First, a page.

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New Stella program integrates outdoor experience into every class

Sat, Jan 30th 2016 07:00 am
Students of all ages participate in the Stella outdoor class program.
Students of all ages participate in the Stella outdoor class program.

By Kris deGuehery

Director of Institutional Advancement

Unlike previous generations, today's children are growing up connected to technology that they use for learning, entertainment and communication. While advancements in digital communications have brought them closer to information and people, some behavioral experts fear they are becoming disconnected from the real world.

A group of educators in Niagara County has taken a bold move to ensure students don't lose touch with the nature that surrounds them.

Stella Niagara Education Park is introducing a visionary program that integrates classroom teaching with complementary outdoor experience. Children of every age are taken out of the classroom and into expansive gardens, meadows and forests surrounding the school where they explore, discover and experience the diversity of nature.

"We think the use of technology for learning and communications is a wonderful development for society," Principal Sister Margaret Sullivan said. "But we also realize how important it is that the next generation learn about their natural world, too. Our 104-acre setting provides us with a unique opportunity to take the classroom outdoors and allow children to experience nature for themselves."

To develop the program, SNEP hired educator Coleen Edwards, whose specialty is field-experience and inquiry-based teaching.

"I've worked with our teachers to integrate nature into their regular programs," she said. "Whether the children are exploring a vernal pool or studying trees, they're applying what they learn in the classroom to their outdoor experience. And they're also taking what they discover outdoors into their classes where it has practical applications."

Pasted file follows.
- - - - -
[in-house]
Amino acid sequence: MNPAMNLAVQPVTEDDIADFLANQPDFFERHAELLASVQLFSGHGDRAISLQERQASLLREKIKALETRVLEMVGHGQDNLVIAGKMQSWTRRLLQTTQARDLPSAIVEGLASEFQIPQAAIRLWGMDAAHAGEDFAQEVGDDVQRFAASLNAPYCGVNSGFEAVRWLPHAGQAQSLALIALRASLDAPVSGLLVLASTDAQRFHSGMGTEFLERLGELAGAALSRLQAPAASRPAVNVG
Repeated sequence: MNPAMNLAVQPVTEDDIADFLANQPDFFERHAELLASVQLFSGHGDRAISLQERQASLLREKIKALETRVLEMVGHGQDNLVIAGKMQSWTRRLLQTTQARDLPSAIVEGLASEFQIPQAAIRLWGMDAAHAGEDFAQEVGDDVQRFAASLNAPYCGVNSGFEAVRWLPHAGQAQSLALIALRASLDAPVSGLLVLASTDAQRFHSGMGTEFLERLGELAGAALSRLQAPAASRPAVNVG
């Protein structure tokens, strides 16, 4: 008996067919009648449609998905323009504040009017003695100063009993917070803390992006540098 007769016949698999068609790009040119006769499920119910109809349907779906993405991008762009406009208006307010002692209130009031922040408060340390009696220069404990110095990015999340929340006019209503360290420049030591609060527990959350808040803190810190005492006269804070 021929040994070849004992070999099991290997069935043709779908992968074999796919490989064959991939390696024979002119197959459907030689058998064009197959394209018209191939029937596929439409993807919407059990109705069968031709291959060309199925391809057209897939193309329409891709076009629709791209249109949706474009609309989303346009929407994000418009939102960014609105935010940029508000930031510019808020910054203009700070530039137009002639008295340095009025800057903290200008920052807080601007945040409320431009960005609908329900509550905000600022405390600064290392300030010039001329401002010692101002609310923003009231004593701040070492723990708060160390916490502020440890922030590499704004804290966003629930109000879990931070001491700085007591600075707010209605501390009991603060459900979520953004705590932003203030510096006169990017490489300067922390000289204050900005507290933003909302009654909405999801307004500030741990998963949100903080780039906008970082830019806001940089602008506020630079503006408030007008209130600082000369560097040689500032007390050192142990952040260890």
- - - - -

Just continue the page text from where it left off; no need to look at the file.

Every class - from science and math to English and religious studies - has an outdoor component that allows the children to go outdoors more often, get fresh air and exercise while they enhance their learning.

"Our goal is to provide children with a well-rounded primary school education that teaches them the skills they need to succeed while building strong character and instilling a sense of responsibility for the world," Sister Margaret said.

Stella Niagara Education Park is ideally situated for this experimental program. Not only does the expansive school property include safe areas for the children's exploration, it is also located across from the historically and environmentally important Stella Niagara Preserve. This scenic, 29-acre area on the shore of the Niagara River was previously owned by the Sisters of St. Francis of Penance and Christian Charity, and recently sold to the Western New York Land Conservancy so it can be protected from development in perpetuity.

"We welcome the students and their instructors to the Stella Niagara Preserve. It's an ideal use of a pristine area that is home to rare birds and fish, and a safe habitat for migratory birds and endangered plant species such as the ninebark shrub," said Nancy Smith, executive director of the Land Conservancy.

While the biodiversity of the property makes it a prime learning environment, its historical significance also provides a good lesson for students.

"British troops landed at this site in 1813," said Zach Collister, president of the Historical Association of Lewiston. "From there, they marched to Youngstown where they captured Fort Niagara and held it for about 18 months. This was an important event in American history. Prior to that, the meadow was a popular landing spot for Native Americans living in the region."

Stella Niagara Preserve is also known for the diversity of fish that inhabit that portion of the Niagara River, and for a small chapel that miraculously survived an ice jam and flood in 1955.

 "With our own property and the adjacent Stella Niagara Preserve, we have an unparalleled environment in which to educate and enrich our students," Sister Margaret said. "We're delighted to have found a way to integrate the natural world into our studies. Parents of our students are very supportive of this new aspect of our teaching, and we hope that, when other parents learn about the program, they will feel compelled to consider SNEP for their children's benefit."

To learn more about the new program at Stella Niagara Education Park, visit www.stella-niagara.com.

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